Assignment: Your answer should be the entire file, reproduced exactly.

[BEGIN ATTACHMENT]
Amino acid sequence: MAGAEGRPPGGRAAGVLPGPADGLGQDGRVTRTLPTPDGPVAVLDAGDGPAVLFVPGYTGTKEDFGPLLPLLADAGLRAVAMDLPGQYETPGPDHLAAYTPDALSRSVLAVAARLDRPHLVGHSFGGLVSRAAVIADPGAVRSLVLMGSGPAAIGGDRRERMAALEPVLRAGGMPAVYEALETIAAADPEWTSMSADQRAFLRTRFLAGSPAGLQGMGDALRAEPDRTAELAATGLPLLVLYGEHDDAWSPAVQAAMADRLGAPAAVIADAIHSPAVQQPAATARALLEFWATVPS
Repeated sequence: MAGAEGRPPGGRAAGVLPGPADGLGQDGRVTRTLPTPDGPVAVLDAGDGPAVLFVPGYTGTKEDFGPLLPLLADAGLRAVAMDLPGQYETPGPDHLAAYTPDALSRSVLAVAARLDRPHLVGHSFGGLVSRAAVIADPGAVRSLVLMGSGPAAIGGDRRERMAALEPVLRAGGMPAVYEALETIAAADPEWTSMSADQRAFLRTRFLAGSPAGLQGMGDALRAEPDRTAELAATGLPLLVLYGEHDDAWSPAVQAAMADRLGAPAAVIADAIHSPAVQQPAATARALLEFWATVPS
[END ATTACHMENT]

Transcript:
Amino acid sequence: MAGAEGRPPGGRAAGVLPGPADGLGQDGRVTRTLPTPDGPVAVLDAGDGPAVLFVPGYTGTKEDFGPLLPLLADAGLRAVAMDLPGQYETPGPDHLAAYTPDALSRSVLAVAARLDRPHLVGHSFGGLVSRAAVIADPGAVRSLVLMGSGPAAIGGDRRERMAALEPVLRAGGMPAVYEALETIAAADPEWTSMSADQRAFLRTRFLAGSPAGLQGMGDALRAEPDRTAELAATGLPLLVLYGEHDDAWSPAVQAAMADRLGAPAAVIADAIHSPAVQQPAATARALLEFWATVPS
Repeated sequence: MAGAEGRPPGGRAAGVLPGPADGLGQDGRVTRTLPTPDGPVAVLDAGDGPAVLFVPGYTGTKEDFGPLLPLLADAGLRAVAMDLPGQYETPGPDHLAAYTPDALSRSVLAVAARLDRPHLVGHSFGGLVSRAAVIADPGAVRSLVLMGSGPAAIGGDRRERMAALEPVLRAGGMPAVYEALETIAAADPEWTSMSADQRAFLRTRFLAGSPAGLQGMGDALRAEPDRTAELAATGLPLLVLYGEHDDAWSPAVQAAMADRLGAPAAVIADAIHSPAVQQPAATARALLEFWATVPS